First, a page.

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What You Need to Know About the EPA’s National Enforcement Initiatives Update

March 21, 2016

Every three years the Environmental Protection Agency (EPA) makes updates to, or announces new, national enforcement initiatives. These initiatives are aimed at addressing problem areas where federal enforcement could make an impact and where failing to comply with laws is prevalent.

Beginning on October 1, 2016—and continuing for three fiscal years—the EPA will add two new initiatives, expand one existing initiative, and continue four others that are already present. The initiatives span four major categories: water, hazardous chemicals, air, and energy extraction.

First, let’s focus on the two new ones.

Water: Keeping Industrial Pollutants Out of the Nation’s Waters

Facilities in the chemical, mining, food processing, and metal manufacturing sectors are largely responsible for the metal and nutrient pollution in our nation’s rivers, streams, and lakes. These are items that degrade water quality and, in turn, can potentially threaten our drinking water sources.

Companies operating in these areas should expect the EPA to become more stringent in terms of enforcement, as the goal of this initiative is to build compliance with Clean Water Act discharge permits and to improve water quality by eliminating illegal pollution.

Hazardous Chemicals: Reducing Risks of Accidental Releases at Certain Facilities

With large-scale incidents at industrial and chemical facilities nationwide becoming more common, the EPA is setting forth with this initiative in an effort to reduce the risks that cause these accidents to occur. It should also be noted that, given many of these communities are low income or minority, the EPA is citing environmental justice as one of the reasonings behind the heightened level of enforcement.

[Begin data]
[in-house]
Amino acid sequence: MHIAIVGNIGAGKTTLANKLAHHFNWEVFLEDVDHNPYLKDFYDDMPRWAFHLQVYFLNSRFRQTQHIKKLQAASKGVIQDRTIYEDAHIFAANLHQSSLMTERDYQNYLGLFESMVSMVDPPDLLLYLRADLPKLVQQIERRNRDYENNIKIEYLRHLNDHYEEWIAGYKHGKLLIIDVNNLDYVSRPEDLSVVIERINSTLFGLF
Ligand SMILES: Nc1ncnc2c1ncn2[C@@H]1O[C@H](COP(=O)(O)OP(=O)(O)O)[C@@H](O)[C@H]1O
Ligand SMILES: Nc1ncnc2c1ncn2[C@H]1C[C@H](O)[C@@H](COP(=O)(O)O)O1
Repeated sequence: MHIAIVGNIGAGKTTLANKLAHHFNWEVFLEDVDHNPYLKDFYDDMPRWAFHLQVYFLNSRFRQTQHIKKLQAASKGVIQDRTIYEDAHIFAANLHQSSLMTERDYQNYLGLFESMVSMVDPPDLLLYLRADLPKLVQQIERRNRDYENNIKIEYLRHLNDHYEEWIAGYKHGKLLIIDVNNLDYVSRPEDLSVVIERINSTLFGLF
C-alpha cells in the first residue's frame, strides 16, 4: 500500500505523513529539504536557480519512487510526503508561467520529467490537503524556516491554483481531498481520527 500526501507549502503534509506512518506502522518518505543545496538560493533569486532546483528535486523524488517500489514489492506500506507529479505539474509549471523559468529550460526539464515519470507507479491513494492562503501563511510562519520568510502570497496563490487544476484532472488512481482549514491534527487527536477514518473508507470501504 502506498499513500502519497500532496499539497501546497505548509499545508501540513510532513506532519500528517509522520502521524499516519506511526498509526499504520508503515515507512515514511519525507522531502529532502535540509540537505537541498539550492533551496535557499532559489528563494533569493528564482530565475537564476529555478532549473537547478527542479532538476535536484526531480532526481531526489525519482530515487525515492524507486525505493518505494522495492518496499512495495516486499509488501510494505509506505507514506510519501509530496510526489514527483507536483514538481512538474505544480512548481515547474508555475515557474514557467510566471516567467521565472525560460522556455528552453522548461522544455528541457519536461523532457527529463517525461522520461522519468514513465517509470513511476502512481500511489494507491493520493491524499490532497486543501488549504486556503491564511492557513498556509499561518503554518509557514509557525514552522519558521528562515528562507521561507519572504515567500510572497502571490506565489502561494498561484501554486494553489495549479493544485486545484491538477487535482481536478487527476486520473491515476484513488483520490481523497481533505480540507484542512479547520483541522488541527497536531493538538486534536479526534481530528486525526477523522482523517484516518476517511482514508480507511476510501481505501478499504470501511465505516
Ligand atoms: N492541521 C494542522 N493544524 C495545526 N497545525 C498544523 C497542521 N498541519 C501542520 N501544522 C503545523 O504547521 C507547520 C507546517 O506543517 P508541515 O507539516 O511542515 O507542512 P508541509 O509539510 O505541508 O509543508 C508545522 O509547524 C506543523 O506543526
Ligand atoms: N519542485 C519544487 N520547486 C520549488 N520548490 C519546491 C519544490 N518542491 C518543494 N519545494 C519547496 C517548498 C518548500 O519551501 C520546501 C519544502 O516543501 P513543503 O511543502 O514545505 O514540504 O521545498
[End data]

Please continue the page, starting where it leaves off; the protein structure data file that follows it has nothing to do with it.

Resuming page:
Facilities required to have a Risk Management Plan in place will be under the greatest scrutiny, so they should pay careful attention when it comes to this initiative.

In addition to these new initiatives, the EPA will be expanding on the following.

Air: Cutting Hazardous Air Pollutants

Many chemical plants, industrial plants, and refineries often have leaks, flares, or other excess emissions that cause them to emit hazardous air pollutants (air toxics). In fact, improperly operated flares and leaky equipment are among the largest sources of hazardous air pollutants around. These air toxics have been linked to cancer, birth defects, and as having serious adverse effects on the environment. Consequently, they pose a major threat to communities and employees.

The EPA plans on expanding this initiative between 2017 and 2019, by beginning to address air emissions from large product storage tanks and hazardous waste treatment, storage, or disposal facilities. These types of locations are likely to be under heightened scrutiny given the expansion.

Continuing EPA Initiatives

Along with the new initiatives being rolled out, the EPA plans on continuing some prior initiatives as is. Those are:

  • Preventing the contamination of surface and groundwater via animal waste
  • Keeping contaminated stormwater and raw sewage out of the water supply
  • Making sure energy extraction activities comply with environmental law
  • The reduction of air pollution from its largest sources

These initiatives, both new and existing, were designed to provide industries with a better understanding of what new priorities they can expect the EPA to enforce—and continue to enforce—over the course of the next three years. Knowing what the EPA intends to focus on should allow said industries to jump ahead of the curve and, hopefully, address any problems in the necessary areas before coming under scrutiny.

Disposal of hazardous waste doesn’t have to be painful.